How to Set New Year’s Financial Goals and Actually Stick to Them

By Jordann Brown on December 27, 2016 No Comments

As the New Year approaches many Canadians will begin planning their resolutions, and many of those resolutions will be financial in nature. Money-based resolutions are the third most popular type, yet only 19% of Canadians keep their resolutions for the entire year.

That’s because setting a goal is one thing, but sticking to it is another story. Setting New Year’s resolutions you’ll stick to is almost an art form, especially when it comes to money.

Fortunately, I’ve had over five years of practice setting aggressive financial goals, and I’m here to share my wisdom with you, to help you set New Year’s financial resolutions, and jump-start your finances. Here’s what I’ve learned:

Set SMART Goals

It’s important that your News Year’s financial resolution is smart. I don’t mean smart as in brainy. I mean smart as in the term coined by Peter Drucker.

Smart resolutions are specific, measurable, attainable, realistic, and time-based. They aren’t just ideas, and they aren’t vague ambitions. They are well thought out with clear benchmarks and key performance indicators.

A good example of a smart goal is one that I set a few years ago:

Pay off $10,000 in student loan debt by the end of the year.

This resolution is specific. I didn’t set a vague resolution like, “finally get a handle on my debt.” I set an actual number that I wanted to achieve: $10,000.

This goal is measurable. It was easy to track the amount of debt I paid off in a year. I simply took note of my debt total on January 1st and tracked how much my balance was decreasing throughout the year.

This resolution was attainable, but it was a stretch for me. To pay off $10,000 of debt in one year, I’d have to pay off $833 per month. I was already paying a minimum of $300 per month towards my debt, which meant I had to come up with an additional $533 each month. That was a lot for me, but it was doable.

My resolution was realistic. The year before, I’d paid off several thousand dollars in debt. I used this amount as my baseline and set a goal to improve upon it. $10,000 was a realistic improvement on last year’s amount.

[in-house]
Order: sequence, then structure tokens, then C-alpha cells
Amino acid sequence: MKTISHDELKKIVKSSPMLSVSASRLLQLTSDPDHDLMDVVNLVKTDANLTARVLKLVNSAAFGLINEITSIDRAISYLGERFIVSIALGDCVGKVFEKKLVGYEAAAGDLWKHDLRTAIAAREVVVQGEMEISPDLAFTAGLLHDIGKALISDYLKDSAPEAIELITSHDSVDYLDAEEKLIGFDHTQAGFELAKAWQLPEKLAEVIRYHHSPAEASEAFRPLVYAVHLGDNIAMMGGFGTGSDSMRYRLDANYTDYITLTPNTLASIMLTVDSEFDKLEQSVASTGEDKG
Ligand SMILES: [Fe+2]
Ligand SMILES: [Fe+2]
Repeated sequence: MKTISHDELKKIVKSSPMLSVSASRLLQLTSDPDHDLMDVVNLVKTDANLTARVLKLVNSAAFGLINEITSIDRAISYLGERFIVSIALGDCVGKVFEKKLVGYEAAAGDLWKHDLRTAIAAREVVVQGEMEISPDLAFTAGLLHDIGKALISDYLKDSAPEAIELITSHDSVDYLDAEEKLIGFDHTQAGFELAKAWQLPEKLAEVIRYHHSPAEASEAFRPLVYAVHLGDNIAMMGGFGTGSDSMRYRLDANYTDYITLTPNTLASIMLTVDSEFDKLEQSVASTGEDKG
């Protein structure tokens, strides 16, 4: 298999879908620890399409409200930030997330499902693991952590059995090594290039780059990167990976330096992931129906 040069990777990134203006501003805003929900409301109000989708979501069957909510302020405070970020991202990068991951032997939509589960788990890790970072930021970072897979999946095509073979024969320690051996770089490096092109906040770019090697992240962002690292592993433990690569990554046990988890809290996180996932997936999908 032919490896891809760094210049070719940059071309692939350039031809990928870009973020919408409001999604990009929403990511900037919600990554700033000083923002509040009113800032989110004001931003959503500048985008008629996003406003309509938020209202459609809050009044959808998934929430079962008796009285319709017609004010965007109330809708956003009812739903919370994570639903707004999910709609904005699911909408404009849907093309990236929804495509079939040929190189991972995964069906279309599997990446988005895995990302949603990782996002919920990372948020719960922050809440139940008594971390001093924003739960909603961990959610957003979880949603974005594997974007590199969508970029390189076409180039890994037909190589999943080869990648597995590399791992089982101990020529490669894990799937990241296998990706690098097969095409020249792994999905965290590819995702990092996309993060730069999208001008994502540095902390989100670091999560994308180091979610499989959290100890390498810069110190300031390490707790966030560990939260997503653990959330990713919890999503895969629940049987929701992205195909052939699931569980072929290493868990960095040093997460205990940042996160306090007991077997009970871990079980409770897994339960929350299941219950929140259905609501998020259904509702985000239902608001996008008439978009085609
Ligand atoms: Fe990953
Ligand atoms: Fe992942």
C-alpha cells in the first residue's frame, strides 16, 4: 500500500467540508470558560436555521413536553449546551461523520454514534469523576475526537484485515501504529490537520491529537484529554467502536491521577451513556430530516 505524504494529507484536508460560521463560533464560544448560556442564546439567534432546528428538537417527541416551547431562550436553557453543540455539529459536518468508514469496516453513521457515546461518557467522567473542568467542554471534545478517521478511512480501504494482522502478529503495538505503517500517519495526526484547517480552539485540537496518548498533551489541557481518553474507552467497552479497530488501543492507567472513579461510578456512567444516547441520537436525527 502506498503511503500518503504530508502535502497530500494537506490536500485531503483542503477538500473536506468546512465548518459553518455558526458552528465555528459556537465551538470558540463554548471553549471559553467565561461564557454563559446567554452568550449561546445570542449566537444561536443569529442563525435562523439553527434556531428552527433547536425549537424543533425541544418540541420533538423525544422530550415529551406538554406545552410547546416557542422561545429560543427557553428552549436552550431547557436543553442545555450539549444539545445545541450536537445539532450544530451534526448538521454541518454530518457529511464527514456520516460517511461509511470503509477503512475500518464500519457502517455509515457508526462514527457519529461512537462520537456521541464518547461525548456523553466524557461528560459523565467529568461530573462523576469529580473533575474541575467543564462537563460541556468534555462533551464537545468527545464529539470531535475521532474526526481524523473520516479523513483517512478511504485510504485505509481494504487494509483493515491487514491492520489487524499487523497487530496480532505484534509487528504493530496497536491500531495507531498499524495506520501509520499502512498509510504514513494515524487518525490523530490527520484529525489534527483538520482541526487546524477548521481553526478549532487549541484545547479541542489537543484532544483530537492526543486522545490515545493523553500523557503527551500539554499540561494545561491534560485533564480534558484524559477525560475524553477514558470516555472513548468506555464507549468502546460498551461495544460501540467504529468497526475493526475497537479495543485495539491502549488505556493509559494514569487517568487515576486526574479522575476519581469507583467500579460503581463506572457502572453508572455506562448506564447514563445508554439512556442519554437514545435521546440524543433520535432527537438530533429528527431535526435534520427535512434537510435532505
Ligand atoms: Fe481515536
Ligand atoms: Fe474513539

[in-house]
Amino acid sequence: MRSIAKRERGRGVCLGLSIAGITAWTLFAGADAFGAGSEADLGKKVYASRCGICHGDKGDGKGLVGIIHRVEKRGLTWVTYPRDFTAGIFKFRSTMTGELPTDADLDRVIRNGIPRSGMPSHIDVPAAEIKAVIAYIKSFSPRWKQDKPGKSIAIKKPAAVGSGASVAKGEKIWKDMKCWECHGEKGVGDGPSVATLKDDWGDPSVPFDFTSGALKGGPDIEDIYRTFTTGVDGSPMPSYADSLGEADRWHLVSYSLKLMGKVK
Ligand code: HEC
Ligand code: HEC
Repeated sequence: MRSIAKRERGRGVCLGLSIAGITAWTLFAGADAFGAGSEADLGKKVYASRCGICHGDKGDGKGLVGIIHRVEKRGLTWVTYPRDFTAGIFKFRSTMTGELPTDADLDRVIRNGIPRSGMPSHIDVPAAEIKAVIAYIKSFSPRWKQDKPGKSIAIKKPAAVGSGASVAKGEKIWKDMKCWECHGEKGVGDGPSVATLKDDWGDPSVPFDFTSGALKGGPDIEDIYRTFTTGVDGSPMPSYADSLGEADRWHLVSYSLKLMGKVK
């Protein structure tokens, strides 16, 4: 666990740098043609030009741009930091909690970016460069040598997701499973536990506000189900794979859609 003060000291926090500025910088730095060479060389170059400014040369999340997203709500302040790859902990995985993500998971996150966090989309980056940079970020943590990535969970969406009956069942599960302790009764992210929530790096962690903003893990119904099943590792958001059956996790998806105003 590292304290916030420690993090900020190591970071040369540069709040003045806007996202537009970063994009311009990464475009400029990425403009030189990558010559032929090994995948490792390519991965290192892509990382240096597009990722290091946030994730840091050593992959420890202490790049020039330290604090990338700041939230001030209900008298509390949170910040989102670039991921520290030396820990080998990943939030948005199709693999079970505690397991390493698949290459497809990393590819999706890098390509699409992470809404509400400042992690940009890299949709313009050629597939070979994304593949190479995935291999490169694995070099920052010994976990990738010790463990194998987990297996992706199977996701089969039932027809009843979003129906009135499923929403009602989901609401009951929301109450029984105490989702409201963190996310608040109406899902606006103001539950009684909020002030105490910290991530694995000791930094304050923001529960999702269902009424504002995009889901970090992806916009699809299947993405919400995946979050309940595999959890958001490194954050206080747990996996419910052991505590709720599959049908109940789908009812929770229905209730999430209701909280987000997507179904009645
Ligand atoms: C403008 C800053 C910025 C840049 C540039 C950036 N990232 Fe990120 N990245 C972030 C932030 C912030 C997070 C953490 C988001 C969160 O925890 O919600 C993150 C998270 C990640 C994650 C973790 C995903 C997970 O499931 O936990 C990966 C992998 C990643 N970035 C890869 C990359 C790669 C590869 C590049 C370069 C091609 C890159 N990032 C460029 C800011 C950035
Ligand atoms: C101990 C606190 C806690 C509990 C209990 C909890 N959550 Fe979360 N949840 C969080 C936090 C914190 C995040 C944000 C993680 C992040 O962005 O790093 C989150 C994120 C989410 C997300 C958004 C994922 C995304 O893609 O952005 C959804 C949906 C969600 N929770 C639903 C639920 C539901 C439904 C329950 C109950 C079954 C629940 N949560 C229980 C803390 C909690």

Finally, this resolution was time-based. I set an amount and the date I wanted to accomplish it by: December 31st.

Clarify Your Why

If you set a challenging financial resolution such as paying off a significant amount of debt, you should consider your intention behind that financial goal.

If you set a debt repayment goal – why are you setting it?

Is it because you want to feel more financially secure?

Do you want more room in your budget to save for your future?

Does your debt cause you stress daily?

Figuring out why you want to achieve your goal will help you stay motivated throughout the year.

Break It Down

If your New Year’s financial resolution is a big one, it’s important to break it down into small, manageable chunks. For example, if you want to pay off a large amount of debt, figure out how much you need to pay off by quarter and by month.

Breaking down your goal will help you stay track, and Ii will also give you a series of small wins and boost your enthusiasm for accomplishing your goal.

Reward Yourself

Setting and accomplishing financial resolutions is hard. It requires discipline and patience, which are skills that most Canadians just don’t have. That’s why just 19% of Canadians stick to their resolutions for the entire year.

So, if you want to set a financial goal and stick to it, you need to reward yourself. Whether it’s a fancy dinner at a restaurant you’ve been dying to try or an electronic you’ve had your eye on, make sure to give yourself a reward for reaching your goal.

Successfully setting goals is all about positive reinforcement. Start out by setting a realistic goal. When you achieve it, reward yourself and set a new, bigger goal. Eventually, you’ll be setting aggressive, ambitious financial resolutions – and crushing them.

Photo Credit: Andrey Larin

Jordann Brown

Jordann Brown is a freelance writer and marketer living in Halifax, Nova Scotia. She paid off $38,000 in two years by living on a budget in a 400 square foot cottage. You can find her blog at

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